Athens, GA Motorcycle Accident Lawyer

Riding your motorcycle around Athens can be a pleasurable experience, but accidents occur often. When they do, our lawyers can help you get compensation for the person who injured you.

It is important to take the necessary precautions when riding in Athens. In many cases, the defendant will try to argue that you contributed to your injuries simply because riding motorcycles are dangerous. However, your passion should not be used against you. If you were wearing your helmet and following traffic laws at the time of the accident, you deserve to be fully compensated. Our team will make sure your case is decided on the facts by presenting evidence to the court that clearly illustrates the other driver’s negligence.

For a free case review with our motorcycle accident attorneys, call Rice, Murtha & Psoras at (470) 287-3070.

How to Ride Your Motorcycle in Athens, GA without Hurting Your Chances of Recovering Compensation

Your safety should always be a top priority when riding your motorcycle in Athens. This is not only for your personal safety but also to keep from jeopardizing your chances of getting compensated for your injuries. If you are found to have violated a law designed for motorcyclists’ safety, it can be used against you in your case. Insurance companies and courts use the rule of “modified comparative negligence” to determine the level of liability between the plaintiff and defendant under O.C.G.A. § 51-12-33(a).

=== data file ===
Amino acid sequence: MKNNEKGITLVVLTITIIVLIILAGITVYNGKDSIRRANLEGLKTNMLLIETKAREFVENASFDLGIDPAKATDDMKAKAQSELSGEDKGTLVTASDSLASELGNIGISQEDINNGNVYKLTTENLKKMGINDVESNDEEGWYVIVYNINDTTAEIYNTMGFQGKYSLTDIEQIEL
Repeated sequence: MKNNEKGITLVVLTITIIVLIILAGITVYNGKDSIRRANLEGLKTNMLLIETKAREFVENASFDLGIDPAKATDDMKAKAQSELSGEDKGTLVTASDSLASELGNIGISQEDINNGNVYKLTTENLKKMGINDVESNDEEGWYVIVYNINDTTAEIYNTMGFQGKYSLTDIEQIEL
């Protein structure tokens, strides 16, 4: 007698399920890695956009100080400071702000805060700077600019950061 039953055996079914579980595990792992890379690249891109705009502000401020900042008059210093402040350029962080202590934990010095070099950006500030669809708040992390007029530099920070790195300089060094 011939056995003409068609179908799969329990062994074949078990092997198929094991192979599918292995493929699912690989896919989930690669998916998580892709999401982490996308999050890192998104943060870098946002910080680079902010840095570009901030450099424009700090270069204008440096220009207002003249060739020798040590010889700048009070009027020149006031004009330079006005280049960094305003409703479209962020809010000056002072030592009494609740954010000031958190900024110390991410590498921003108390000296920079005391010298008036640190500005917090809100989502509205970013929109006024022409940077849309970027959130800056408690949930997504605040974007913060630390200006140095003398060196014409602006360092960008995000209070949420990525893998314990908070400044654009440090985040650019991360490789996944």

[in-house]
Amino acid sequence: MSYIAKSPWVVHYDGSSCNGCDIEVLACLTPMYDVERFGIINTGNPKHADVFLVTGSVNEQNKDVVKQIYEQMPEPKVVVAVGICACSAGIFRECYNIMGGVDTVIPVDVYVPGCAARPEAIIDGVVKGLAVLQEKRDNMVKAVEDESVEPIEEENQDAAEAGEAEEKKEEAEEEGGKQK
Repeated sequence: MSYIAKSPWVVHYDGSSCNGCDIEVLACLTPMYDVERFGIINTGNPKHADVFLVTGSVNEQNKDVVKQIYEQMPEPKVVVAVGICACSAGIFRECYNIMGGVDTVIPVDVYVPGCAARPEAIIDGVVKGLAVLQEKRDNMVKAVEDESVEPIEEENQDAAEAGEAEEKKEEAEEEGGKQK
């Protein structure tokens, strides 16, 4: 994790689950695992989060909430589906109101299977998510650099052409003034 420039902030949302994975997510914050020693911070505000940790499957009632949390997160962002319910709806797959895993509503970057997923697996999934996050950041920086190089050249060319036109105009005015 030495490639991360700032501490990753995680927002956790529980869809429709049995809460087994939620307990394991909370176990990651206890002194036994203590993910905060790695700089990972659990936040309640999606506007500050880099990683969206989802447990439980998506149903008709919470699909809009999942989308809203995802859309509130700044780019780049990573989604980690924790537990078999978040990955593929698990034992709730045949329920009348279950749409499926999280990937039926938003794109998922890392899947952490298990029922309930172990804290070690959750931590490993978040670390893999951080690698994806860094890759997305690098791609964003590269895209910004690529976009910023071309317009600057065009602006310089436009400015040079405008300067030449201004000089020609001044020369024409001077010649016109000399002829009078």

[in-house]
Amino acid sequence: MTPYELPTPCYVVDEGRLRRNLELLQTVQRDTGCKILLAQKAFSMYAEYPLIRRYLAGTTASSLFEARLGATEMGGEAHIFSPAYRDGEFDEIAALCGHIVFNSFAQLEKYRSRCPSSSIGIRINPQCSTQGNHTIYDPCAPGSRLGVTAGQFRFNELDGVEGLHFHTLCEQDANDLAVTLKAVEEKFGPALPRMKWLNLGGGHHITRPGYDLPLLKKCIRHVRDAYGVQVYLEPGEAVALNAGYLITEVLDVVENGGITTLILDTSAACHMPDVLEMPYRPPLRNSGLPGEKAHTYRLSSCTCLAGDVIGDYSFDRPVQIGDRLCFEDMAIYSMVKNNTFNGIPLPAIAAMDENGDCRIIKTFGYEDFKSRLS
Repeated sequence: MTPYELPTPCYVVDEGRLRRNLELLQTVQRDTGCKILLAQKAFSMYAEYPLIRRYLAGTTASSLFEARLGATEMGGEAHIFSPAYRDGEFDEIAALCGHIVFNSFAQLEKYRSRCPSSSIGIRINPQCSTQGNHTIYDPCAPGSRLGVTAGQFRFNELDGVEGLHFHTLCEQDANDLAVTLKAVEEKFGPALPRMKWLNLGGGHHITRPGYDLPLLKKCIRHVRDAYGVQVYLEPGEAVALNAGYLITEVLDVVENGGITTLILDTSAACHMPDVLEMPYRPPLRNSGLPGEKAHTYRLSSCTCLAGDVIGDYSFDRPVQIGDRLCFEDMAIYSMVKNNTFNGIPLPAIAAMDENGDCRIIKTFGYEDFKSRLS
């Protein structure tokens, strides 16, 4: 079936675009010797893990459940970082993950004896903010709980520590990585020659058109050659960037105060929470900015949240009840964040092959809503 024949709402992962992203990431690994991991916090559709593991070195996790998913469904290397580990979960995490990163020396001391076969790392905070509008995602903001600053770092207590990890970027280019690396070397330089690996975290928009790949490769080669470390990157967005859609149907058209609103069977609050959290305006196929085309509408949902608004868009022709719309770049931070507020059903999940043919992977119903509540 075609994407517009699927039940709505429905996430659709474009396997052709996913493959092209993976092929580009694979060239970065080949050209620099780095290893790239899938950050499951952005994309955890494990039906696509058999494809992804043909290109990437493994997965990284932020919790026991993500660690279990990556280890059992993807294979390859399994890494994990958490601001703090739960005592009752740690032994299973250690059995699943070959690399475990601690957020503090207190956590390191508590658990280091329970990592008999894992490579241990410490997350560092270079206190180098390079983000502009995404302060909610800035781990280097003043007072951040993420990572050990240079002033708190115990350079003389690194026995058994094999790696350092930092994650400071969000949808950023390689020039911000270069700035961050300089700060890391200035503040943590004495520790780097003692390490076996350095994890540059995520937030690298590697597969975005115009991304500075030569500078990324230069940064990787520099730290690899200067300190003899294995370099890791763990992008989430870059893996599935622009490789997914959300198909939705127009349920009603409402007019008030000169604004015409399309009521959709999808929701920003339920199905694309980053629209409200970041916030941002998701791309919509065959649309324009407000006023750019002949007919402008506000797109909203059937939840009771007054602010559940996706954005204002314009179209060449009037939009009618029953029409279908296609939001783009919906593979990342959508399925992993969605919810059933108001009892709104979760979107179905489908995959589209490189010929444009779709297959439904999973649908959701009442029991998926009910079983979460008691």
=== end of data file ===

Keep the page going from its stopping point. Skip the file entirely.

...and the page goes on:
In some states, you cannot recover any compensation if you contributed to your accident at all. Fortunately, that rule is not used in Athens. Instead, O.C.G.A. § 51-12-33(g) allows plaintiffs to recover compensation as long as they are not found 50% or more responsible for causing their damages. Basically, you can get compensation if you are less than half at fault for the accident.

However, your settlement or award will be reduced by the amount of fault you were found to have contributed. For instance, suppose you were found 20% at fault for the accident after determining the defendant owed you $100,000 in damages. You would not be barred from recovering your money, but you would only get $80,000. While it would help, you would still be on the hook for the other $20,000 in damages.